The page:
If your small group is beginning to look like a small church, it might be time to think about sub-grouping on a permanent basis. As Andy Stanley says, “It’s not a small group if it has a back row.”
2. Who tends to answer first? If your more talkative members are the first to answer every question, then it’s time to have a conversation with them. For some pointers on dealing with talkative members, check this post: They Keep Talking and They Won’t Shut Up. If someone is dominating the conversation, then your quieter members won’t try to enter in.
If you, as the leader, are the first to answer the questions, stop it. Count to 10. Count to 100. Give your group an opportunity to answer. If you answer every question, the discussion will be inhibited because you have gone from facilitating to teaching. The teaching gift is awesome, if you have a class. Your small group is not a class.
3. Get comfortable with silence. Silence is deafening. We don’t talk about awkward noise. It’s awkward silence. But, in your small group, silence is golden. It allows people to think. Silence also allows reluctant people to finally chime in.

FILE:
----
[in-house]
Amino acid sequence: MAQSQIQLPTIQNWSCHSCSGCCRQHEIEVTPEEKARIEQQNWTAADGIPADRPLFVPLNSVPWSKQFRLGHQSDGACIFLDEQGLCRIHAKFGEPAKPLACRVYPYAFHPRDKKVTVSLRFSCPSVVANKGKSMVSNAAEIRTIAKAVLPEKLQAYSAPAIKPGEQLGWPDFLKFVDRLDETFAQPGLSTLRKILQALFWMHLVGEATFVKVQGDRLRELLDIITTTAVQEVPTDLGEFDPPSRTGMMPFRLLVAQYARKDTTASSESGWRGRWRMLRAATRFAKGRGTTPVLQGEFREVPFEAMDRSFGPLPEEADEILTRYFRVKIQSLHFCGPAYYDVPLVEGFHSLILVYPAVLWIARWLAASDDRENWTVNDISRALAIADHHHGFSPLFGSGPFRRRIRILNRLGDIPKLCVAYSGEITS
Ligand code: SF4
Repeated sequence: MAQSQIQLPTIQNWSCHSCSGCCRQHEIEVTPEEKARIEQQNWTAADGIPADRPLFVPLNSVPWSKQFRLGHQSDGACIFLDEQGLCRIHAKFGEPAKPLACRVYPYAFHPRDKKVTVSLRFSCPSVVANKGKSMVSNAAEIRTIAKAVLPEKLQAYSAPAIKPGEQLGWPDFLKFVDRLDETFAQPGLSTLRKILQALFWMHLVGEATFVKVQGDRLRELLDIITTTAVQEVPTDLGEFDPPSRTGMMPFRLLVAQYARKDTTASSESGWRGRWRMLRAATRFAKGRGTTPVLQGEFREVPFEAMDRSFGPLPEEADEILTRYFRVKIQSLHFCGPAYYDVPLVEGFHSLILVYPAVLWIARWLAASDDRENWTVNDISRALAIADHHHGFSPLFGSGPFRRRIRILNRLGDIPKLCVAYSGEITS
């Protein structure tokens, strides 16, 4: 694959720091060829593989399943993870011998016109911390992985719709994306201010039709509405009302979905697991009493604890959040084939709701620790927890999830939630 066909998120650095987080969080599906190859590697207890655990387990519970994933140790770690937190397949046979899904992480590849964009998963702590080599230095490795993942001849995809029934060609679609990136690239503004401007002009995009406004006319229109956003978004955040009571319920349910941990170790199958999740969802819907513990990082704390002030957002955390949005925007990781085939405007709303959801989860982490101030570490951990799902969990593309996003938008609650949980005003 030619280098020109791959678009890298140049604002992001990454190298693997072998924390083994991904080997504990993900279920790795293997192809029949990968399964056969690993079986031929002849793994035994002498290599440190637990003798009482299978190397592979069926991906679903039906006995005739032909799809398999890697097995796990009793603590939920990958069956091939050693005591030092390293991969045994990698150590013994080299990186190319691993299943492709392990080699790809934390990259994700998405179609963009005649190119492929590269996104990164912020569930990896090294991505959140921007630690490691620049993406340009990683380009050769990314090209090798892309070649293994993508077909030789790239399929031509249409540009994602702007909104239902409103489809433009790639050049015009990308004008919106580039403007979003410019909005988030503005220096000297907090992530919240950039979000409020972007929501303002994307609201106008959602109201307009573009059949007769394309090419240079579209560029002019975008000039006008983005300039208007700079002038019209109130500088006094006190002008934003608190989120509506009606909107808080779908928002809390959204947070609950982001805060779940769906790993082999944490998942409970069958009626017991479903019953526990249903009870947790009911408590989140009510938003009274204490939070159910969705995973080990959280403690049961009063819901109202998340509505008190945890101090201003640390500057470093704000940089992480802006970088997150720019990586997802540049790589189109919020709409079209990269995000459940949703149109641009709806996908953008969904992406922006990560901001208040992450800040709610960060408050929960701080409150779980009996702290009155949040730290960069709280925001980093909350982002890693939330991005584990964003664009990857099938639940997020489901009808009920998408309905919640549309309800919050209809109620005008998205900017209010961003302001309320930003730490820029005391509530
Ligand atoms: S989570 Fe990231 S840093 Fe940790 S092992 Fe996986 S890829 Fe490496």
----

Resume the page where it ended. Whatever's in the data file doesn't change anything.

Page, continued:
4. Assume that your members didn’t prepare. We used to say that statistically half of group members do homework and half don’t. These days I think far fewer group members prepare for the meeting. Don’t get on your soapbox, just go with it. As the leader, you’ve looked over the questions and thought about the answers. Since your group members are coming in cold, they will need a little time to think about the answers and respond. Allow for a little thinking time. Refer back to #3.
5. Talk to Your Quiet Members Post-Meeting. If they didn’t have anything to say during the meeting, talk to them about the topic after the meeting. Hear what they think. Give them positive feedback about what they have to say. (Don’t lie.) “That’s a really good point. Wow, I wish you would have shared that with the group.” Each touch will build their confidence to participate in the group.
The last thing you want in small group is yet another environment where someone can’t get their word in. The early church met in temple courts and house to house (Acts 5:42). The large gathering was informational and inspirational. The smaller gathering was interactive.
How are you going to help your quieter group members this week?